Top tips for pregnant travellers

Pregnancy and travel

Being pregnant shouldn’t mean you have to miss out on life’s pleasures, such as holidays. 

However, expecting a baby will have an impact on your plans, from your destination choice to your vaccination decisions. 

That’s why we’ve come up with our top 10 considerations for pregnant travellers. Read on to ensure you have a safe, comfortable and relaxing break…

Pregnancy and travel

Before booking

1. Go for a short-haul destination

Long-haul flights can be uncomfortable during pregnancy, so you might want to opt for a destination in the UK or Europe to minimise travel time. To avoid a long day of travel, go for an airport close to your home or stay near the airport overnight to break up the journey. 

2. Go in the second trimester

If you can, you should aim to travel in the sweet spot of pregnancy, when the initial nausea is over but you’re not yet feeling uncomfortably large or exhausted. It’s best to avoid the first 12 weeks of pregnancy when risk of miscarriage is at its peak.

3. Research vaccination requirements

Before you book your holiday, check if vaccinations are required and whether these are suitable for pregnant women. The lowest-risk option is to avoid places known for diseases like malaria, dengue fever or zika virus, but if you do decide to travel, ask your doctor about how to protect yourself.

4. Avoid travel after 37 weeks

Most airlines will only allow pregnant women to fly until the end of their 36th week of pregnancy – 32 weeks if you’re expecting twins. After this point, you could go into labour at any time and a cramped seat on an aeroplane a 30,000 above the ground is not the ideal location!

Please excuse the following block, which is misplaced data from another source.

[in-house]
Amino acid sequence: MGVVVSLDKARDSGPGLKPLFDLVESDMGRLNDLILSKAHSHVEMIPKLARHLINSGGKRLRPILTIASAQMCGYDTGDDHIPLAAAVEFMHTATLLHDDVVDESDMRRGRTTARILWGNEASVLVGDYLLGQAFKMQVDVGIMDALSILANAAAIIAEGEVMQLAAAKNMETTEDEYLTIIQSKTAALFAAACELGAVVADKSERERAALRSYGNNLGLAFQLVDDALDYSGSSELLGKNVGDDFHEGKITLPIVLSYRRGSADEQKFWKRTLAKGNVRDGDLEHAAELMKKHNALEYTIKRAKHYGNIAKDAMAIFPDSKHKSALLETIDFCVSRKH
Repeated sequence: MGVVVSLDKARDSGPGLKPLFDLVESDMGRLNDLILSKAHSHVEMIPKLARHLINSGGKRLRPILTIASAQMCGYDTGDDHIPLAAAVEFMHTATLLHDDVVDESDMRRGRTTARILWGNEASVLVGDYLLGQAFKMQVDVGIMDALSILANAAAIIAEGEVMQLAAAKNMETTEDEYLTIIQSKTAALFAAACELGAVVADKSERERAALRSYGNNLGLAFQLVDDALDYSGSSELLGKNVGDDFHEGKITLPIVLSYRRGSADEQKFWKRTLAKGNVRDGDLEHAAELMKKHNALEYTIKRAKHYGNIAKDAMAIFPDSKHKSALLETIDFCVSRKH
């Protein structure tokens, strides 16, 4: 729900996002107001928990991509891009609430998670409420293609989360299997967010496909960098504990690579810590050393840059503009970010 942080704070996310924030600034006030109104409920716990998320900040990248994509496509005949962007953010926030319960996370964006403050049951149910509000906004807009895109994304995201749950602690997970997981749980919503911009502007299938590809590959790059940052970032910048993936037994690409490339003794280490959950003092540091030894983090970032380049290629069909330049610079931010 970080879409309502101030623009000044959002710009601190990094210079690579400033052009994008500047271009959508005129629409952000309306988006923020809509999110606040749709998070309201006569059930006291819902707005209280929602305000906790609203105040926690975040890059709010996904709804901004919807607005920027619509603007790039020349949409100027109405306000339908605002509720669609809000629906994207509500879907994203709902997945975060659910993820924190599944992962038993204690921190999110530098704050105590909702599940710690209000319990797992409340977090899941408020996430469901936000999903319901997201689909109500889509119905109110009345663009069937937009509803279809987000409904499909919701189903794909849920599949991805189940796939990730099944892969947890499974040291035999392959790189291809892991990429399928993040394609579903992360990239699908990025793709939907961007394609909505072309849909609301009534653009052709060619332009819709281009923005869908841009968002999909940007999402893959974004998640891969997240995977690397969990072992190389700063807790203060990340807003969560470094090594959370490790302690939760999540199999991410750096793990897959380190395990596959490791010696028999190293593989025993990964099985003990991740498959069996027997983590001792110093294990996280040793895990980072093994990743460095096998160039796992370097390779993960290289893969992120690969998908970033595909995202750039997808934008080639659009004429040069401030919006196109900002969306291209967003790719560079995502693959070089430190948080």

On the flight

5. Keep moving

There is no evidence that taking a flight while pregnant has a harmful effect, but you can take some precautions to reduce some of the potential health risks. Changes in air pressure might make your legs swell and cause a build-up of fluid in the ear or nose. Wear loose clothing, elastic anti-deep vein thrombosis (DVT) stockings and move around during the flight as much as you can.

6. Drink plenty of water

Take regular sips of water during the flight. Air humidity on a plane is around 15%, compared to 50% on ground level, so it’s important to drink plenty, even if it does mean repeated trips to the loo.

At your destination

7. Pack comfortable clothes

Last year’s summer dress and bikini might not fit your growing bump, so don’t leave it until the last minute to review your summer wardrobe. Take a range of comfortable clothes, light layers and flat shoes. 

8. Guard against food poisoning

If you’re pregnant, you will probably already be avoiding certain foods. Use your common sense to avoid a tummy bug when you travel: know what you’re eating and go to reputable restaurants where locals take their children.

9. Take it easy

If you book your holiday a long time in advance, you might not appreciate how your growing bump will affect your energy levels. If you’re used to action-packed holidays charging around the sights, you might want to adjust your expectations, plan more rest stops and choose to visit a smaller number of attractions. 

Pregnancy and travel

Wherever you choose to spend your holiday, it pays to have peace of mind so you can fully relax. Travel insurance can protect you from unexpected medical bills, cancellations, lost luggage and more. Contact Computerquote to arrange your travel insurance today. 

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Published: 21st April 2016 (RB)